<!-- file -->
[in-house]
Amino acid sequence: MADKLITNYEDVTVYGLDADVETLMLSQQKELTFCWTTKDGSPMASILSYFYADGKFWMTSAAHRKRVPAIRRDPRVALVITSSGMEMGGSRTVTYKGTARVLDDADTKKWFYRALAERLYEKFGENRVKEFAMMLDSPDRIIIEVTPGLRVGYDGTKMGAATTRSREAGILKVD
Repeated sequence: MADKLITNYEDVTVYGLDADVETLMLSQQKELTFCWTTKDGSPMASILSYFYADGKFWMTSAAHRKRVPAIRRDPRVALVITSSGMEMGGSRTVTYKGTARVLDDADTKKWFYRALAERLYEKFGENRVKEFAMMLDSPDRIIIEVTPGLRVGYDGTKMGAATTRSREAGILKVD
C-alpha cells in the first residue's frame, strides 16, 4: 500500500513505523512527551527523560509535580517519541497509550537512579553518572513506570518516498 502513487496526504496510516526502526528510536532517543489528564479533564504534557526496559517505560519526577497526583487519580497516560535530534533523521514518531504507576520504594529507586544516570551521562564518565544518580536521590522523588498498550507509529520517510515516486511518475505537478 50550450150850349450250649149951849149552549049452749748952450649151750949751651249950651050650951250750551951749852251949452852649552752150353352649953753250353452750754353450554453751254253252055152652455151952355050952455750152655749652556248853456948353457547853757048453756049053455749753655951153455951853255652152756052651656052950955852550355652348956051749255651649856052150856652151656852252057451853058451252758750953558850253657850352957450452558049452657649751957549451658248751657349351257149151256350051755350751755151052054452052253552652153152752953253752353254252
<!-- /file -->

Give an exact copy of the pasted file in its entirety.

[in-house]
Amino acid sequence: MADKLITNYEDVTVYGLDADVETLMLSQQKELTFCWTTKDGSPMASILSYFYADGKFWMTSAAHRKRVPAIRRDPRVALVITSSGMEMGGSRTVTYKGTARVLDDADTKKWFYRALAERLYEKFGENRVKEFAMMLDSPDRIIIEVTPGLRVGYDGTKMGAATTRSREAGILKVD
Repeated sequence: MADKLITNYEDVTVYGLDADVETLMLSQQKELTFCWTTKDGSPMASILSYFYADGKFWMTSAAHRKRVPAIRRDPRVALVITSSGMEMGGSRTVTYKGTARVLDDADTKKWFYRALAERLYEKFGENRVKEFAMMLDSPDRIIIEVTPGLRVGYDGTKMGAATTRSREAGILKVD
C-alpha cells in the first residue's frame, strides 16, 4: 500500500513505523512527551527523560509535580517519541497509550537512579553518572513506570518516498 502513487496526504496510516526502526528510536532517543489528564479533564504534557526496559517505560519526577497526583487519580497516560535530534533523521514518531504507576520504594529507586544516570551521562564518565544518580536521590522523588498498550507509529520517510515516486511518475505537478 50550450150850349450250649149951849149552549049452749748952450649151750949751651249950651050650951250750551951749852251949452852649552752150353352649953753250353452750754353450554453751254253252055152652455151952355050952455750152655749652556248853456948353457547853757048453756049053455749753655951153455951853255652152756052651656052950955852550355652348956051749255651649856052150856652151656852252057451853058451252758750953558850253657850352957450452558049452657649751957549451658248751657349351257149151256350051755350751755151052054452052253552652153152752953253752353254252